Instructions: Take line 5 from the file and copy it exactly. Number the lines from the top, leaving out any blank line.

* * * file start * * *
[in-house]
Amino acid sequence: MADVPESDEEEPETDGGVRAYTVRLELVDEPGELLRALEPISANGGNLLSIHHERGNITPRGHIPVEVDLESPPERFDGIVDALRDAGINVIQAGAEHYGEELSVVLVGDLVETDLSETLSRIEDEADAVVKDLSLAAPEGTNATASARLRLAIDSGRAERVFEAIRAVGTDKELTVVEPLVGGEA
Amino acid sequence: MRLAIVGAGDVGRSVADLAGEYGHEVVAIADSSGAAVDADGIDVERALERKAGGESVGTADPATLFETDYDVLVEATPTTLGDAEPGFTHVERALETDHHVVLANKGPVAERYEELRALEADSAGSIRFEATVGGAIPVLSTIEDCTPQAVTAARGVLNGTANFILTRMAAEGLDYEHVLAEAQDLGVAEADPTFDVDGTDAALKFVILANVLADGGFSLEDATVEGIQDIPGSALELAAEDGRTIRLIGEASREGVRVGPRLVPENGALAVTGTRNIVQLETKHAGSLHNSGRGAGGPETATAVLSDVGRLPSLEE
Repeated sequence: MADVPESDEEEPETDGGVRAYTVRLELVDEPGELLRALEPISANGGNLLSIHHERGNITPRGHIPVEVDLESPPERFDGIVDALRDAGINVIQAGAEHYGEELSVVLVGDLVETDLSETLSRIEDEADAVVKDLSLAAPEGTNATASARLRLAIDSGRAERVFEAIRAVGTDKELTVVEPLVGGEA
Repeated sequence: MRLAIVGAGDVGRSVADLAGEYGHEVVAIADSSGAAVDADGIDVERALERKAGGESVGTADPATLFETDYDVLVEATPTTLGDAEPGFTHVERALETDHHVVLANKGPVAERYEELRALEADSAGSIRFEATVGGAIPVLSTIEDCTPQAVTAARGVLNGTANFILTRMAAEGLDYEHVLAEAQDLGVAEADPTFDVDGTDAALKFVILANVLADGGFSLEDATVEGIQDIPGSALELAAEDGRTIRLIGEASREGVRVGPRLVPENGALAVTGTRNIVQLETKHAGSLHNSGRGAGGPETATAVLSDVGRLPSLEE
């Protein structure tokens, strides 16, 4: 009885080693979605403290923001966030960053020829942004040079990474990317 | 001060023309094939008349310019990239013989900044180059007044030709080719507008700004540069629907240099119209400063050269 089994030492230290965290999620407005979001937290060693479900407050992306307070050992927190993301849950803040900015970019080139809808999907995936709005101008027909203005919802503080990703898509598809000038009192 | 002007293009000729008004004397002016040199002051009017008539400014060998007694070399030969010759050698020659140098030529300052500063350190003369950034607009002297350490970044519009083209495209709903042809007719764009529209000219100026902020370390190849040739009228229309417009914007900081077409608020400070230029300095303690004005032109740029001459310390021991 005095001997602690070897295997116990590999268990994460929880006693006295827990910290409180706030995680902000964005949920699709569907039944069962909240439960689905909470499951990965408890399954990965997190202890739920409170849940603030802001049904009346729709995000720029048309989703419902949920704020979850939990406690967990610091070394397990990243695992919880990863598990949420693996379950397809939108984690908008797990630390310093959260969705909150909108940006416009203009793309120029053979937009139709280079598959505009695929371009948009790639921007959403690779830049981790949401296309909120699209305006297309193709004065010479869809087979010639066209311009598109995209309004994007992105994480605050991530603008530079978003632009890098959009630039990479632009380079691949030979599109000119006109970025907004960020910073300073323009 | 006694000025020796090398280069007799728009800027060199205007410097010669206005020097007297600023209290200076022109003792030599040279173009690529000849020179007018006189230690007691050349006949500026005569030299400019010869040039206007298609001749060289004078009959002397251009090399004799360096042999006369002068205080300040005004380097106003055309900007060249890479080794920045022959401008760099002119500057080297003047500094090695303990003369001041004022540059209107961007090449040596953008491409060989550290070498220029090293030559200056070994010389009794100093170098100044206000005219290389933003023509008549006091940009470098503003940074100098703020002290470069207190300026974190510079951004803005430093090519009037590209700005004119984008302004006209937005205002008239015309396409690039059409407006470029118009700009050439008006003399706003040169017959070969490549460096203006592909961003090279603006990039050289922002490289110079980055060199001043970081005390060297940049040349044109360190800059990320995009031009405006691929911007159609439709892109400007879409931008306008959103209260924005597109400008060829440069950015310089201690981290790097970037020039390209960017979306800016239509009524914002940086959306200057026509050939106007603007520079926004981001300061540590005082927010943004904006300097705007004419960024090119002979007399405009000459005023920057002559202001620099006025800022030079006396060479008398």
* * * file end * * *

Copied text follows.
Repeated sequence: MRLAIVGAGDVGRSVADLAGEYGHEVVAIADSSGAAVDADGIDVERALERKAGGESVGTADPATLFETDYDVLVEATPTTLGDAEPGFTHVERALETDHHVVLANKGPVAERYEELRALEADSAGSIRFEATVGGAIPVLSTIEDCTPQAVTAARGVLNGTANFILTRMAAEGLDYEHVLAEAQDLGVAEADPTFDVDGTDAALKFVILANVLADGGFSLEDATVEGIQDIPGSALELAAEDGRTIRLIGEASREGVRVGPRLVPENGALAVTGTRNIVQLETKHAGSLHNSGRGAGGPETATAVLSDVGRLPSLEE